Diagnostic Criteria for 299.00 Autistic Disorder

1. A total of six (or more) items from (1), (2), and (3), with at least two from (1), and one each from (2) and (3):
1. qualitative impairment in social interaction, as manifested by at least two of the following:
1. marked impairment in the use of multiple nonverbal behaviors such as eye-to-eye gaze, facial expression, body postures, and gestures to regulate social interaction
2. failure to develop peer relationships appropriate to developmental level
3. a lack of spontaneous seeking to share enjoyment, interests, or achievements with other people (e.g., by a lack of showing, bringing, or pointing out objects of interest)
4. lack of social or emotional reciprocity
2. qualitative impairments in communication as manifested by at least one of the following:
1. delay in, or total lack of, the development of spoken language (not accompanied by an attempt to compensate through alternative modes of communication such as gesture or mime)
2. in individuals with adequate speech, marked impairment in the ability to initiate or sustain a conversation with others
3. stereotyped and repetitive use of language or idiosyncratic language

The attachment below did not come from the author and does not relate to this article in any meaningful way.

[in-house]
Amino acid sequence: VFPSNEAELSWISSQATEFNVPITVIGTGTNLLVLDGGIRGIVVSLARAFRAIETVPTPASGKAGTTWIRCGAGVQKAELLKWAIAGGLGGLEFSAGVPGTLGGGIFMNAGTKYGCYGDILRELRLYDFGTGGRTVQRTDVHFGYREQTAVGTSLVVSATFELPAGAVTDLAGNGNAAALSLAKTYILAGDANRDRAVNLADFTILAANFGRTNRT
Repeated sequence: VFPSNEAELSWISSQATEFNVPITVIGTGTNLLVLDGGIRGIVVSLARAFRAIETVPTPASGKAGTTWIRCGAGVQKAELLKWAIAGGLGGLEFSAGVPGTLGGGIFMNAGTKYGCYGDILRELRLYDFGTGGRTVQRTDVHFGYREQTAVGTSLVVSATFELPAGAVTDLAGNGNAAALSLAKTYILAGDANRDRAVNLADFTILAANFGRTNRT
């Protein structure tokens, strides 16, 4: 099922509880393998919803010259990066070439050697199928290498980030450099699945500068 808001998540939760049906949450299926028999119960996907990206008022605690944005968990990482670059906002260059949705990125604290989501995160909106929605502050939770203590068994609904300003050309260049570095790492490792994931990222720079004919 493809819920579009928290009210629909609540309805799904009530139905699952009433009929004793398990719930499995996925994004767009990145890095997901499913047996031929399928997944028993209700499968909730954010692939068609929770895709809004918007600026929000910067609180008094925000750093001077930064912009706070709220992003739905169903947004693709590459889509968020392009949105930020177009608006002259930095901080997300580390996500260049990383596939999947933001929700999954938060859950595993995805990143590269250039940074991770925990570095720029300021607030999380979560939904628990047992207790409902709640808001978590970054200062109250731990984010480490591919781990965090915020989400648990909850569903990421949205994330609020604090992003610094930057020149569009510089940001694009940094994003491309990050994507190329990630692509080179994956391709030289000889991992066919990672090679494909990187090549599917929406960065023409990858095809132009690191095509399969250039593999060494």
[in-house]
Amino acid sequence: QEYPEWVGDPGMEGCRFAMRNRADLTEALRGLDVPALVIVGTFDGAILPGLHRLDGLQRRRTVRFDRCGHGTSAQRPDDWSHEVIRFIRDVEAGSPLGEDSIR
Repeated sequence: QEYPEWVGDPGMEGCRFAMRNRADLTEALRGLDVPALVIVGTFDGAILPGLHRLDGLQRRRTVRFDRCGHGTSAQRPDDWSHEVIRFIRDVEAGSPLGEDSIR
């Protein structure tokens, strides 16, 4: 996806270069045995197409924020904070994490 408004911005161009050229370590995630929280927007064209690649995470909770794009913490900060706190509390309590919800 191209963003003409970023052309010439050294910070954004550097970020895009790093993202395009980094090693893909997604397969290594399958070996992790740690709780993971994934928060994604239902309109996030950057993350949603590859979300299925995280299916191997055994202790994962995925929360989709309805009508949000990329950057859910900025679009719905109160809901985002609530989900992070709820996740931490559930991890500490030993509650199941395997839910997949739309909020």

4. lack of varied, spontaneous make-believe play or social imitative play appropriate to developmental level
3. restricted repetitive and stereotyped patterns of behavior, interests, and activities, as manifested by at least one of the following:
1. encompassing preoccupation with one or more stereotyped and restricted patterns of interest that is abnormal either in intensity or focus
2. apparently inflexible adherence to specific, nonfunctional routines or rituals
3. stereotyped and repetitive motor manners (e.g., hand or finger flapping or twisting, or complex whole-body movements)
4. persistent preoccupation with parts of objects

2. Delays or abnormal functioning in at least one of the following areas, with onset prior to age 3 years: (1) social interaction, (2) language as used in social communication, or (3) symbolic or imaginative play.
3. The disturbance is not better accounted for by Rett’s Disorder or Childhood Disintegrative Disorder.

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Diagnostic Criteria for 299.80 Asperger’s Disorder

1. Qualitative impairment in social interaction, as manifested by at least two of the following:
1. marked impairment in the use of multiple nonverbal behaviors such as eye-to eye gaze, facial expression, body postures, and gestures to regulate social interaction
2. failure to develop peer relationships appropriate to developmental level
3. a lack of spontaneous seeking to share enjoyment, interests, or achievements with other people (e.g., by a lack of showing, bringing, or pointing out objects of interest to other people)
4. lack of social or emotional reciprocity
2. Restricted repetitive and stereotyped patterns of behavior, interests and activities, as manifested by at least one of the following:
1. encompassing preoccupation with one or more stereotyped and restricted patterns of interest that is abnormal either in intensity of focus